A toxicology report showed he did have anti-anxiety medication in his system, based on a test of his urine. It was no longer detectable in his blood, meaning it was not active. The autopsy, performed by the Clark County coroner, and its related reports were obtained by The New York Times on Friday, and were first reported on by The Las Vegas Review-Journal, which had gone to court with The Associated Press to secure their release.
The examination showed that certain sections of Mr. Paddock’s brain contained small spheres that can be seen when the tissue is treated with a stain. The structures, made up mostly of carbohydrates but also containing proteins and other components, are known as corpora amylacea. They studded parts of his hippocampus — involved in learning and memory — and the frontal lobes, among other areas. “Most people would have them at that age, but not in that profusion,” Dr. Vogel said. “It’s a striking exaggeration of an age-related finding.”
The cause and meaning of the structures remain mysterious, the subject of ongoing research. They appear as people grow older and are found at greater density in the brains of patients with Alzheimer’s disease, multiple sclerosis and epilepsy, among other disorders. Dr. Vogel searched for signs of those diseases, but he did not detect them in Mr. Paddock’s brain.
Three scientists who study corpora amylacea said in interviews that the increased presence of the structures was significant. “If you have high numbers of these, something’s not normal,” said Troy Rohn, a professor of biology at Boise State University.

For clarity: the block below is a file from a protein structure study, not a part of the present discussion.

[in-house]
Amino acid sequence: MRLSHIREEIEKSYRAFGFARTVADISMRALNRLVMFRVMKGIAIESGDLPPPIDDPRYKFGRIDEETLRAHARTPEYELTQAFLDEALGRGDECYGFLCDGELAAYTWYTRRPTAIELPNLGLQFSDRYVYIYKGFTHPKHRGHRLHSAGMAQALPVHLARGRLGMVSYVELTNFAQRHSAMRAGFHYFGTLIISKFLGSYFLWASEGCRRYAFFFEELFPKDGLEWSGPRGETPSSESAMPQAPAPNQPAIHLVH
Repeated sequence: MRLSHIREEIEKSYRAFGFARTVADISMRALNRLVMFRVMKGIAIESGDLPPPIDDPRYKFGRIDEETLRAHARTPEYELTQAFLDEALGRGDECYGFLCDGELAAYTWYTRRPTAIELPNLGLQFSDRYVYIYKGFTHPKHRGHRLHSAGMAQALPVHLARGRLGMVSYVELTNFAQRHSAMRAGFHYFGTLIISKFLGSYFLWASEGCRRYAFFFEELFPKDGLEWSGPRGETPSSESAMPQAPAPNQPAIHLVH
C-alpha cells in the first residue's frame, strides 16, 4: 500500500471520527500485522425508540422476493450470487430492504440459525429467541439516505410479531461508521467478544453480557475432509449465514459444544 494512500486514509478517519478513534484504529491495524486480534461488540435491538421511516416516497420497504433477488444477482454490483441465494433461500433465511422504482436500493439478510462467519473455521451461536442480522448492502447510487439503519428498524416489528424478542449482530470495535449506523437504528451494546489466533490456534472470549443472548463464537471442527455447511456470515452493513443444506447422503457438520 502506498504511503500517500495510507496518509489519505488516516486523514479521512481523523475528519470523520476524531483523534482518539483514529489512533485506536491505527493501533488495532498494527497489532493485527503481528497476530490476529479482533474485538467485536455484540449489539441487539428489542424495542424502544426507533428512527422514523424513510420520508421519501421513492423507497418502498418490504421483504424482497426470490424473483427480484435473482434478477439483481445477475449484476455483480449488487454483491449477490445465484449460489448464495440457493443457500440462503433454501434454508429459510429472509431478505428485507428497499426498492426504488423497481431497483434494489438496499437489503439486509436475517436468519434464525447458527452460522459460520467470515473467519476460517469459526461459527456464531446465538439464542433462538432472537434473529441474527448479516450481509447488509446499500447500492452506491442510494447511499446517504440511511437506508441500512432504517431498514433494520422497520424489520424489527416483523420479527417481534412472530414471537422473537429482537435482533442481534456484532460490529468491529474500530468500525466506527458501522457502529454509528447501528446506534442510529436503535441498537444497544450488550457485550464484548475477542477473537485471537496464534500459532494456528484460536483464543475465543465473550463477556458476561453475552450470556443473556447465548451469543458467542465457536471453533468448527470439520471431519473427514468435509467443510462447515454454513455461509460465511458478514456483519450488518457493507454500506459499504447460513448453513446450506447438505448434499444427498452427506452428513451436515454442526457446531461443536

Other scientists believe the structures are akin to wastebaskets that contain remnants of broken-down cells or even infectious or hazardous substances.
Dr. Hyman Schipper, a professor of neurology at McGill University in Montreal, said his laboratory’s studies have found evidence that corpora amylacea can result from the damage caused by unstable molecules known as free radicals, which can be unleashed by various stressors. “It’s telling you something and it could be very important,” Dr. Schipper said of the finding in Mr. Paddock’s brain.
Even so, Dr. Vogel, the Stanford neuropathologist, said the results of his examination should reassure the public that Mr. Paddock’s doctors had not missed diagnosing a tumor or other major brain disorder that could have been treated.
The Clark County coroner’s office had sent 129 brains to Stanford for examination before Mr. Paddock’s. Typically they arrive by FedEx, but with heavy public interest in Mr. Paddock’s case, the coroner, John Fudenberg, hand-delivered the brain — and Dr. Vogel has been asked to return it in person.
Eric Paddock, the gunman’s brother, who also received a copy of the reports, said they did not provide answers to the fundamental question of what drove his brother to his deadly actions. Still, he said, “I’m glad to have this closed out.”